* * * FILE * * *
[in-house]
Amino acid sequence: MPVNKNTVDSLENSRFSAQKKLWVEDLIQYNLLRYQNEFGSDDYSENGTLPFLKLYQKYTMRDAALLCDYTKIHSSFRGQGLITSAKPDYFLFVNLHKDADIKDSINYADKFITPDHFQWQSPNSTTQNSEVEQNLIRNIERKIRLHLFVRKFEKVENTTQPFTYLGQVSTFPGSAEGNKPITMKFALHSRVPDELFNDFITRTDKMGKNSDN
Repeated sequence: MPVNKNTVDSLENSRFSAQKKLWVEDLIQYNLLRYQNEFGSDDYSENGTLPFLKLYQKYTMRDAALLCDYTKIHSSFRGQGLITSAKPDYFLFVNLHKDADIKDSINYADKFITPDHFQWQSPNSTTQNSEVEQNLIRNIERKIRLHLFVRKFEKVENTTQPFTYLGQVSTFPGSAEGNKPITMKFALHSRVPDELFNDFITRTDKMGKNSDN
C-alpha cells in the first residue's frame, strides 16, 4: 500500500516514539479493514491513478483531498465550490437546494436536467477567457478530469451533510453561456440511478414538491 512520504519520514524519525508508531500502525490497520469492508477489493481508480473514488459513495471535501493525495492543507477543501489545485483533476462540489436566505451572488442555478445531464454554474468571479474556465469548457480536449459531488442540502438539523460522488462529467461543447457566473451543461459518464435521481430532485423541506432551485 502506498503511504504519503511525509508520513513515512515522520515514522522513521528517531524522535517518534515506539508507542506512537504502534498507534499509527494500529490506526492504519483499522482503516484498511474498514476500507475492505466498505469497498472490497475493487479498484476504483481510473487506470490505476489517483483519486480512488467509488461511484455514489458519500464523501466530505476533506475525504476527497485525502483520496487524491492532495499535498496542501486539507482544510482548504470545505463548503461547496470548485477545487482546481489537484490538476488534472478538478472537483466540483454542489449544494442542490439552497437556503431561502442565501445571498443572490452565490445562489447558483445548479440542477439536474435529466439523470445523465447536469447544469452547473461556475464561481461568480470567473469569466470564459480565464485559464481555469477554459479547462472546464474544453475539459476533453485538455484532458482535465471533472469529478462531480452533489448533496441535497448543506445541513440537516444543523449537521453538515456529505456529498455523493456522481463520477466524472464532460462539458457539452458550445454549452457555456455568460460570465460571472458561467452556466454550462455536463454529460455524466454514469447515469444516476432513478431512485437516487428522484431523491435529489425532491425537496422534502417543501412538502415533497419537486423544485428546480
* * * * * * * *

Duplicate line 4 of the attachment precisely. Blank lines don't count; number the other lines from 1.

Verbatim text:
C-alpha cells in the first residue's frame, strides 16, 4: 500500500516514539479493514491513478483531498465550490437546494436536467477567457478530469451533510453561456440511478414538491 512520504519520514524519525508508531500502525490497520469492508477489493481508480473514488459513495471535501493525495492543507477543501489545485483533476462540489436566505451572488442555478445531464454554474468571479474556465469548457480536449459531488442540502438539523460522488462529467461543447457566473451543461459518464435521481430532485423541506432551485 502506498503511504504519503511525509508520513513515512515522520515514522522513521528517531524522535517518534515506539508507542506512537504502534498507534499509527494500529490506526492504519483499522482503516484498511474498514476500507475492505466498505469497498472490497475493487479498484476504483481510473487506470490505476489517483483519486480512488467509488461511484455514489458519500464523501466530505476533506475525504476527497485525502483520496487524491492532495499535498496542501486539507482544510482548504470545505463548503461547496470548485477545487482546481489537484490538476488534472478538478472537483466540483454542489449544494442542490439552497437556503431561502442565501445571498443572490452565490445562489447558483445548479440542477439536474435529466439523470445523465447536469447544469452547473461556475464561481461568480470567473469569466470564459480565464485559464481555469477554459479547462472546464474544453475539459476533453485538455484532458482535465471533472469529478462531480452533489448533496441535497448543506445541513440537516444543523449537521453538515456529505456529498455523493456522481463520477466524472464532460462539458457539452458550445454549452457555456455568460460570465460571472458561467452556466454550462455536463454529460455524466454514469447515469444516476432513478431512485437516487428522484431523491435529489425532491425537496422534502417543501412538502415533497419537486423544485428546480